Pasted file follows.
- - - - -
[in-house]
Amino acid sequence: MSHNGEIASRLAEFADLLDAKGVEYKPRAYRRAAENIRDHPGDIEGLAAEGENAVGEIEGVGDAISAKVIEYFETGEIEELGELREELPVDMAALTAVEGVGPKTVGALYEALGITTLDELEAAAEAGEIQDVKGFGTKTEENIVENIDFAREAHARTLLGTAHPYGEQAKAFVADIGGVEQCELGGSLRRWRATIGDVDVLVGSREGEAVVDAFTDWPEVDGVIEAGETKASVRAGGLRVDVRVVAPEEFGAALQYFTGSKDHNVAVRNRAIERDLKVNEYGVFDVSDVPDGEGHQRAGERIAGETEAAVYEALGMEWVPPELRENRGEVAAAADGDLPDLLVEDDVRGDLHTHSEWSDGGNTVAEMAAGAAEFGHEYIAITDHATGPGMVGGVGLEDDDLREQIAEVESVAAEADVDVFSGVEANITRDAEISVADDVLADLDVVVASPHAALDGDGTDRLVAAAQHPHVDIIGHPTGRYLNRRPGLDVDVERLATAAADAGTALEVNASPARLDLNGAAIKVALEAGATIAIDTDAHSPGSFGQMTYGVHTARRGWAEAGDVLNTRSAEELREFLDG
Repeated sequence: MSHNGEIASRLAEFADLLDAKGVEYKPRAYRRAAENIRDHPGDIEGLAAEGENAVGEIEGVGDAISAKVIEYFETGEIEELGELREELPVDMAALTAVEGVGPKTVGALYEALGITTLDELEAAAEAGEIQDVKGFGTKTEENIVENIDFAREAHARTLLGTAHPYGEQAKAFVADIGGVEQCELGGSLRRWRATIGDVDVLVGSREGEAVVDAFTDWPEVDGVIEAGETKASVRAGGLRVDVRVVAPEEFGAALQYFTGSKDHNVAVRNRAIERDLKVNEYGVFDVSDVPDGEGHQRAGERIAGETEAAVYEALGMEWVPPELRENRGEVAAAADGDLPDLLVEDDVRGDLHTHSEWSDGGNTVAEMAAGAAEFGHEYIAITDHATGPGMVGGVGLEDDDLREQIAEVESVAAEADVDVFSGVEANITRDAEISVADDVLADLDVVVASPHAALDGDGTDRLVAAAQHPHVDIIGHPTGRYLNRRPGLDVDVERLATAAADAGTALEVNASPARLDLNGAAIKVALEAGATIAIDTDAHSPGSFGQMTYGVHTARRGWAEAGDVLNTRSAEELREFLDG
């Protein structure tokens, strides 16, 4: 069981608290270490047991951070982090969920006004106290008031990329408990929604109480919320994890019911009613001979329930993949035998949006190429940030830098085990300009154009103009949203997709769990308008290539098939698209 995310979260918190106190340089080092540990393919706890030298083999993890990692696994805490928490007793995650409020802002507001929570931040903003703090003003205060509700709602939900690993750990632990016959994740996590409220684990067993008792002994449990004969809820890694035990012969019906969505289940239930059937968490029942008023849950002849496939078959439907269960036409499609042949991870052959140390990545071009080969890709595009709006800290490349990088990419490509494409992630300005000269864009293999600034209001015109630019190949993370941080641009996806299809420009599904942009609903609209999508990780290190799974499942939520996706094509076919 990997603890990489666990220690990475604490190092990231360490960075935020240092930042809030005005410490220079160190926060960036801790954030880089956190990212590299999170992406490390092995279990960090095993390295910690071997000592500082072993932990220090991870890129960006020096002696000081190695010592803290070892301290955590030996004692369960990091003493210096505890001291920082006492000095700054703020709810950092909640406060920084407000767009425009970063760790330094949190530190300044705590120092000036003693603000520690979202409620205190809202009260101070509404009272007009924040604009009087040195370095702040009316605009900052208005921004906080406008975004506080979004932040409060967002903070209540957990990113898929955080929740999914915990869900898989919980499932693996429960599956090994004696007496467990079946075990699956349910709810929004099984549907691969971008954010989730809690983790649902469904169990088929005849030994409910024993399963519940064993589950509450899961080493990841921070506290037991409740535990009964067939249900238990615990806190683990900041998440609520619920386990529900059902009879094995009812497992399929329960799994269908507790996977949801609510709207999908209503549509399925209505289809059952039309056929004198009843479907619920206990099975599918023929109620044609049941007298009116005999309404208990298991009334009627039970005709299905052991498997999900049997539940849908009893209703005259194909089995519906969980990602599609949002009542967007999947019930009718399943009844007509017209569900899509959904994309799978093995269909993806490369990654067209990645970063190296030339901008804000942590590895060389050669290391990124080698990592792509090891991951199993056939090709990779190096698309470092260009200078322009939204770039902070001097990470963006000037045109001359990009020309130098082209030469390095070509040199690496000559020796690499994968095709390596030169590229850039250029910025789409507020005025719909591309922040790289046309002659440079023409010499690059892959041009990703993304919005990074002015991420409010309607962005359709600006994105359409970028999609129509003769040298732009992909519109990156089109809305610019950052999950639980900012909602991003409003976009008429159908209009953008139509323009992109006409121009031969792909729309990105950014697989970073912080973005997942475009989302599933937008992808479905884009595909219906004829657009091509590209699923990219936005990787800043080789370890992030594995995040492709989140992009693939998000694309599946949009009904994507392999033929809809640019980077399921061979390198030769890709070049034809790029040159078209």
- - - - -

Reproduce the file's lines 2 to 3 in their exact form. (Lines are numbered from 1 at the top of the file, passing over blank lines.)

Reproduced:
Amino acid sequence: MSHNGEIASRLAEFADLLDAKGVEYKPRAYRRAAENIRDHPGDIEGLAAEGENAVGEIEGVGDAISAKVIEYFETGEIEELGELREELPVDMAALTAVEGVGPKTVGALYEALGITTLDELEAAAEAGEIQDVKGFGTKTEENIVENIDFAREAHARTLLGTAHPYGEQAKAFVADIGGVEQCELGGSLRRWRATIGDVDVLVGSREGEAVVDAFTDWPEVDGVIEAGETKASVRAGGLRVDVRVVAPEEFGAALQYFTGSKDHNVAVRNRAIERDLKVNEYGVFDVSDVPDGEGHQRAGERIAGETEAAVYEALGMEWVPPELRENRGEVAAAADGDLPDLLVEDDVRGDLHTHSEWSDGGNTVAEMAAGAAEFGHEYIAITDHATGPGMVGGVGLEDDDLREQIAEVESVAAEADVDVFSGVEANITRDAEISVADDVLADLDVVVASPHAALDGDGTDRLVAAAQHPHVDIIGHPTGRYLNRRPGLDVDVERLATAAADAGTALEVNASPARLDLNGAAIKVALEAGATIAIDTDAHSPGSFGQMTYGVHTARRGWAEAGDVLNTRSAEELREFLDG
Repeated sequence: MSHNGEIASRLAEFADLLDAKGVEYKPRAYRRAAENIRDHPGDIEGLAAEGENAVGEIEGVGDAISAKVIEYFETGEIEELGELREELPVDMAALTAVEGVGPKTVGALYEALGITTLDELEAAAEAGEIQDVKGFGTKTEENIVENIDFAREAHARTLLGTAHPYGEQAKAFVADIGGVEQCELGGSLRRWRATIGDVDVLVGSREGEAVVDAFTDWPEVDGVIEAGETKASVRAGGLRVDVRVVAPEEFGAALQYFTGSKDHNVAVRNRAIERDLKVNEYGVFDVSDVPDGEGHQRAGERIAGETEAAVYEALGMEWVPPELRENRGEVAAAADGDLPDLLVEDDVRGDLHTHSEWSDGGNTVAEMAAGAAEFGHEYIAITDHATGPGMVGGVGLEDDDLREQIAEVESVAAEADVDVFSGVEANITRDAEISVADDVLADLDVVVASPHAALDGDGTDRLVAAAQHPHVDIIGHPTGRYLNRRPGLDVDVERLATAAADAGTALEVNASPARLDLNGAAIKVALEAGATIAIDTDAHSPGSFGQMTYGVHTARRGWAEAGDVLNTRSAEELREFLDG